from the now-it-looks-like-the-20st-century dept.
Future generations of virtual reality headsets for PCs could use a single USB Type-C cable for both power and data. That's thanks to a new standardized spec from the VirtualLink Consortium, a group made up of GPU vendors AMD and Nvidia and virtual reality rivals Valve, Microsoft, and Facebook-owned Oculus.
The spec uses the USB Type-C connector's "Alternate Mode" capability to implement different data protocols—such as Thunderbolt 3 data or DisplayPort and HDMI video—over the increasingly common cables, combined with Type-C's support for power delivery. The new headset spec combines four lanes of HBR3 ("high bitrate 3") DisplayPort video (for a total of 32.4 gigabits per second of video data), along with a USB 3.1 generation 2 (10 gigabit per second) data channel for sensors and on-headset cameras, along with 27W of electrical power.
That much video data is sufficient for two 3840×2160 streams at 60 frames per second, or even higher frame rates if Display Stream Compression is also used. Drop the resolution to 2560×1440, and two uncompressed 120 frame per second streams would be possible.
Framerate is too low, and it's not wireless. Lame.
The blog post in particular references a report from Digital Trends which talks about VR sales figures from Amazon, and proceeds to point out a number of ways which the data presented could be misleading.
Several points made by HTC Vive are ones that have also been addressed by VRFocus, as seen in an article about the modern VR cycle, and some comments in the weekly VR vs. article. HTC Vive were not pulling punches right from the very start, evening saying in the introduction: "Analyst reports are in and apparently, it's curtains for Virtual Reality (VR). Pardon us if we're not heeding the alarms. News of the so-called death of VR comes once a year and is greatly exaggerated."
From there, the blog post proceeds in a point-by-point fashion, discussing how early consumer VR was largely driven by smartphone-based devices such as the Samsung Gear VR and Google Cardboard. Not only have these devices been superseded by standalone units like the Oculus Go, which offer a better visual experience, but the promotional offers which were available for phone launches have now long since passed. HTC Vive also point out that PC-based VR companies are yet to release any solid sales figures, and that much of the growth of premium VR has been centered around location-based VR centres, something which the Digital Trends report did not address.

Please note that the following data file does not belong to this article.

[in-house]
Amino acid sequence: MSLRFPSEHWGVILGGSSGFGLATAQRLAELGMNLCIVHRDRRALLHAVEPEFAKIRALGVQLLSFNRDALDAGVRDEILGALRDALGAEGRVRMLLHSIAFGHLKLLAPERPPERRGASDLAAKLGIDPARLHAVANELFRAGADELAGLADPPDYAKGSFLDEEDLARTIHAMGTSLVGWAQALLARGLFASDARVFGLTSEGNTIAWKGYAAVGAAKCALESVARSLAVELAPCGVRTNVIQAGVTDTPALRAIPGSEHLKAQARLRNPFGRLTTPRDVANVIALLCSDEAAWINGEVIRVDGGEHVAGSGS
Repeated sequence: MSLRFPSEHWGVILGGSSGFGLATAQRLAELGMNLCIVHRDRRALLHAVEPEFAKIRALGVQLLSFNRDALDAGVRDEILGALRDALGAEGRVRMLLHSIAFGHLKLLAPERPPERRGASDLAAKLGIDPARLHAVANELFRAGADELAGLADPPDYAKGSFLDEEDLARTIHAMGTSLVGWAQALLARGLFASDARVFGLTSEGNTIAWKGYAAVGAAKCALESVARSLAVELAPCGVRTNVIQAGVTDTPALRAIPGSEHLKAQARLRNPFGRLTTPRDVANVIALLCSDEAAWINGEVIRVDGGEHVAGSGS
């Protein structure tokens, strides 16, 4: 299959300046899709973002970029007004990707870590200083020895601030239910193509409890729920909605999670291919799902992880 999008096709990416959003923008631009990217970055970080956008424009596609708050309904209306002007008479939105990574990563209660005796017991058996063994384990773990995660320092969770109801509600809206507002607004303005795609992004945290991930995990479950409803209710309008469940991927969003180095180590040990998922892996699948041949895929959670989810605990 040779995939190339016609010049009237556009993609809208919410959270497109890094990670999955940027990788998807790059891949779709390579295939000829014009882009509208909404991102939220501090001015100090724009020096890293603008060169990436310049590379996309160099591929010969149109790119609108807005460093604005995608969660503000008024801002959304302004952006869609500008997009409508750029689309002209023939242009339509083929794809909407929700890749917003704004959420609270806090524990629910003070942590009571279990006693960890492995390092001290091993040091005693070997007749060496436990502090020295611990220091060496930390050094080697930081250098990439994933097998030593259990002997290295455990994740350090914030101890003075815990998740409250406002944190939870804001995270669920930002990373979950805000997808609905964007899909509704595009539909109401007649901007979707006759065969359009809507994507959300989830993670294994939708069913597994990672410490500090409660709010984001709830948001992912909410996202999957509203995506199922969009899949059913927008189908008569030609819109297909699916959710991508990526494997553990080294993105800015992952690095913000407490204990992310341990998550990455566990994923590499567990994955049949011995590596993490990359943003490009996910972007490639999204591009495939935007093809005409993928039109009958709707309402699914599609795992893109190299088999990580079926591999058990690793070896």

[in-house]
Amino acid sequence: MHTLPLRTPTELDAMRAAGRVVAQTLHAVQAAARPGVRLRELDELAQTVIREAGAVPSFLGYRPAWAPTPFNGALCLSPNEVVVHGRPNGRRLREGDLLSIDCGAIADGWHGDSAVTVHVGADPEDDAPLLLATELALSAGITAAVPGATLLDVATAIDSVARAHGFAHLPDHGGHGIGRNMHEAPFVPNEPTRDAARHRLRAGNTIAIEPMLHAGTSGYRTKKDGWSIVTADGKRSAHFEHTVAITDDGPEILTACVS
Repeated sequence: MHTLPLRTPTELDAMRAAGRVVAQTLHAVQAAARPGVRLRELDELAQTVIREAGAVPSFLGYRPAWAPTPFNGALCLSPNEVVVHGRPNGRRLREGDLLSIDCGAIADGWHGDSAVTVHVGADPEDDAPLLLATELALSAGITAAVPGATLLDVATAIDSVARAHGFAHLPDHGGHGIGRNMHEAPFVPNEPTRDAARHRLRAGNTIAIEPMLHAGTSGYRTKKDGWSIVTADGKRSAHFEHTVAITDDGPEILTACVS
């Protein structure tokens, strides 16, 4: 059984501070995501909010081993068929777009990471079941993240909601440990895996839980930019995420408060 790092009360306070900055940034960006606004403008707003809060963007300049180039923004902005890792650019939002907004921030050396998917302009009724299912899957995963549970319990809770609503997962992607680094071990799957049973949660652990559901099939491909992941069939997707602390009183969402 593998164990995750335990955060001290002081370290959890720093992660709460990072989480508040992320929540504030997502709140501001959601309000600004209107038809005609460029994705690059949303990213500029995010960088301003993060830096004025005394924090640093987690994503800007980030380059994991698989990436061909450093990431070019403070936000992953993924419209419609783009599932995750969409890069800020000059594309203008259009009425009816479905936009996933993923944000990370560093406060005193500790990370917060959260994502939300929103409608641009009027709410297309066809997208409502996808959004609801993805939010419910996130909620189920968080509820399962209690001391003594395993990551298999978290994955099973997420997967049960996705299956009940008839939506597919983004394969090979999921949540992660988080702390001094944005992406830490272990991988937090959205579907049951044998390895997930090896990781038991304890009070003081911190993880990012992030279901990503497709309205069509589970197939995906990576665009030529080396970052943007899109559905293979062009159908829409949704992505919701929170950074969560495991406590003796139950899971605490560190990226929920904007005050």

The big change here is that NVIDIA is going to be including even more ray tracing hardware with Turing in order to offer faster and more efficient hardware ray tracing acceleration. New to the Turing architecture is what NVIDIA is calling an RT core, the underpinnings of which we aren't fully informed on at this time, but serve as dedicated ray tracing processors. These processor blocks accelerate both ray-triangle intersection checks and bounding volume hierarchy (BVH) manipulation, the latter being a very popular data structure for storing objects for ray tracing.
NVIDIA is stating that the fastest Turing parts can cast 10 Billion (Giga) rays per second, which compared to the unaccelerated Pascal is a 25x improvement in ray tracing performance.
The Turing architecture also carries over the tensor cores from Volta, and indeed these have even been enhanced over Volta. The tensor cores are an important aspect of multiple NVIDIA initiatives. Along with speeding up ray tracing itself, NVIDIA's other tool in their bag of tricks is to reduce the amount of rays required in a scene by using AI denoising to clean up an image, which is something the tensor cores excel at. Of course that's not the only feature tensor cores are for – NVIDIA's entire AI/neural networking empire is all but built on them – so while not a primary focus for the SIGGRAPH crowd, this also confirms that NVIDIA's most powerful neural networking hardware will be coming to a wider range of GPUs.
New to Turing is support for a wider range of precisions, and as such the potential for significant speedups in workloads that don't require high precisions. On top of Volta's FP16 precision mode, Turing's tensor cores also support INT8 and even INT4 precisions. These are 2x and 4x faster than FP16 respectively, and while NVIDIA's presentation doesn't dive too deep here, I would imagine they're doing something similar to the data packing they use for low-precision operations on the CUDA cores. And without going too deep ourselves here, while reducing the precision of a neural network has diminishing returns – by INT4 we're down to a total of just 16(!) values – there are certain models that really can get away with this very low level of precision. And as a result the lower precision modes, while not always useful, will undoubtedly make some users quite happy at the throughput, especially in inferencing tasks.